• Auditory temporal processing tests – Normative data for Polish-speaking adults

      Majak, Joanna; Zamysłowska-Szmytke, Ewa; Rajkowska, Elżbieta; Śliwińska-Kowalska, Mariola; Nofer Institute of Occupational Medicine, Lodz, Poland (2015)
      Background: Several subjects exposed to neurotoxins in the workplace need to be assessed for central auditory deficit. Although central auditory processing tests are widely used in other countries, they have not been standardized for the Polish population. The aim of the study has been to evaluate the range of reference values for 3 temporal processing tests: the duration pattern test (DPT), the frequency pattern test (FPT) and the gaps in noise test (GIN). Material and Methods: The study included 76 normal hearing individuals (38 women, 38 men) at the age of 18 to 54 years old (mean ± standard deviation: 39.4±9.1). All study participants had no history of any chronic disease and underwent a standard ENT examination. Results: The reference range for the DPT was established at 55.3% or more of correct answers, while for the FPT it stood at 56.7% or more of correct answers. The mean threshold for both ears in the GIN test was defined as 6 ms. In this study there were no significant associations between the DPT, FPT and GIN results and age or gender. Symmetry between the ears in the case of the DPT, FPT and GIN was found. Conclusions: Reference ranges obtained in this study for the DPT and FPT in the Polish population are lower than reference ranges previously published for other nations while the GIN test results correspond to those published in the related literature. Further investigations are needed to explain the discrepancies between normative values in Poland and other countries and adapt tests for occupational medicine purposes. Med Pr 2015;66(2):145–152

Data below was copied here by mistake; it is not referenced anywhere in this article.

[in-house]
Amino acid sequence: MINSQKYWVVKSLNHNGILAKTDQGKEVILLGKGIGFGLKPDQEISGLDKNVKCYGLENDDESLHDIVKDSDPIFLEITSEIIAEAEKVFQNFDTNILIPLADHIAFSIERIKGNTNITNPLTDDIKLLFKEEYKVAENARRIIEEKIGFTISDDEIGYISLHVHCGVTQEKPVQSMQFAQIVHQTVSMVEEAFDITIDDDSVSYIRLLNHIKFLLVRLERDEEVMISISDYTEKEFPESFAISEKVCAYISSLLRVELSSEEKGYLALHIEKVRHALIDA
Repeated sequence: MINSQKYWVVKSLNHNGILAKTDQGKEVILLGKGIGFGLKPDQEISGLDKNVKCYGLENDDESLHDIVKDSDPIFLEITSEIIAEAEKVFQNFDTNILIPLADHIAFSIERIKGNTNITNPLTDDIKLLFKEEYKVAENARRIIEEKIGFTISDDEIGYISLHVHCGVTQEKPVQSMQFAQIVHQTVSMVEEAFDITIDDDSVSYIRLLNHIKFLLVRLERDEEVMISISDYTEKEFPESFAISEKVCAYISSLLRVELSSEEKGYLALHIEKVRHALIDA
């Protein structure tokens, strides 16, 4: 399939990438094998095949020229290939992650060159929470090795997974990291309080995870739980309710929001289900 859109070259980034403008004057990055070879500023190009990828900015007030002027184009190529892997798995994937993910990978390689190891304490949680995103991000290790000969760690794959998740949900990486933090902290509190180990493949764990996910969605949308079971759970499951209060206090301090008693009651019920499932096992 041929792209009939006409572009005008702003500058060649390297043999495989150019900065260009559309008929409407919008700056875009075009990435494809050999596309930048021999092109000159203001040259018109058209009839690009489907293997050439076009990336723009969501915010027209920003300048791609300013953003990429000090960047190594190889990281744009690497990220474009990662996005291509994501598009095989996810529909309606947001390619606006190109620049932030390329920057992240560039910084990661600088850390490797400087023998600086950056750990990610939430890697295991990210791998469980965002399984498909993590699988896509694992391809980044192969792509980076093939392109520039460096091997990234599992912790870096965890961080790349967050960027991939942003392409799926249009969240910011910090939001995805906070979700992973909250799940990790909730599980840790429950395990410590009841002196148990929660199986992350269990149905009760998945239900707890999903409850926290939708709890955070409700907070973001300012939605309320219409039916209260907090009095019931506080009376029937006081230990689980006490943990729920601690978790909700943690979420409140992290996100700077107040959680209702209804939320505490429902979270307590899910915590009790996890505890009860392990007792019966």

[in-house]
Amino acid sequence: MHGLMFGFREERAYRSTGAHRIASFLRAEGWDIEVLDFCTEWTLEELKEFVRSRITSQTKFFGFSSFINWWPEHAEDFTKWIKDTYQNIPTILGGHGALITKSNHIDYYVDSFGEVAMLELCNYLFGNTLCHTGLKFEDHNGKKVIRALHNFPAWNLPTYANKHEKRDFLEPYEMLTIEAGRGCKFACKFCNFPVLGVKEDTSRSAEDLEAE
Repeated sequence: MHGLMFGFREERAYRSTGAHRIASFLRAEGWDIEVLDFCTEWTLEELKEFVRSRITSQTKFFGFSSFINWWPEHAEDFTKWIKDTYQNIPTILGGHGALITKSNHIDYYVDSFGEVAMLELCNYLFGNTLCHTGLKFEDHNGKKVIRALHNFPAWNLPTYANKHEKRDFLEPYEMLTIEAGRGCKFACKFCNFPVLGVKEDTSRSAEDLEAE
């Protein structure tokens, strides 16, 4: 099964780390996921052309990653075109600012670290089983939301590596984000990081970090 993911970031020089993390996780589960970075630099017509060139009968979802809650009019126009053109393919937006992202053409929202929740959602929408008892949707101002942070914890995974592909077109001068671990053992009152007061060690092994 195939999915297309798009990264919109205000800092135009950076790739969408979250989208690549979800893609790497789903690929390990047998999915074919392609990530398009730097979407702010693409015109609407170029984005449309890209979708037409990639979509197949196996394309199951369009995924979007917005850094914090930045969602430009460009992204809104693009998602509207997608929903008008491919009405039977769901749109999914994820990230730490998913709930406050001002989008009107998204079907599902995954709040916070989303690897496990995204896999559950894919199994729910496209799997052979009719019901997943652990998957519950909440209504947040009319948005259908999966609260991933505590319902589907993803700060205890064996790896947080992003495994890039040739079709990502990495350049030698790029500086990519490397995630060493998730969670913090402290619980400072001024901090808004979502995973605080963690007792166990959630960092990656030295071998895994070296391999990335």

• Cervico-ocular reflex upregulation in dizzy patients with asymmetric neck pathology.

      Zamysłowska-Szmytke, Ewa; Adamczewski, Tomasz; Ziąber, Jacek; Majak, Joanna; Kujawa, Jolanta; Śliwińska-Kowalska, Mariola; Nofer Institute of Occupational Medicine (2019-10-16)
      Objectives: The aim of this study was to investigate whether the restriction in neck rotation and increased neck muscle tension could be causally related to vertigo and dizziness. Material and Methods: Seventy-one patients reporting vertigo and/or imbalance were divided into 2 groups: 45 subjects with unilateral restriction (R+) and 26 without restriction (R–) of cervical rotation and muscle tension in the clinical flexion-rotation test. The normal caloric test was the inclusion criterion. The control group comprised 36 healthy volunteers with no history of vertigo. The vestibulo-ocular reflex (VOR) and the cervico-occular reflex (COR) were measured through the videonystagmography (VNG) sinusoidal pendular kinetic test in the conditions of not inactivated head and immobilized head, respectively. The VNG-head torsion test (VNG-HTT) nystagmus was recorded. Results: Among the reported complaints, neck stiffness, headaches and blurred vision were more frequent in the R+ group than in both the R– group and the control group. VNG revealed an increased COR gain and the presence of VNG-HTT nystagmus in the R+ group only. Similarly, only in the R+ group a positive relationship between COR and VOR was observed. Conclusions: Patients with asymmetric restriction in neck rotation and increased neck muscle tension reveal the tendency to have an increased response of the vestibular system, along with co-existing COR upregulation. Further research is needed to investigate the relationships between the activation of cervical mechanoreceptors and dizziness pathomechanisms.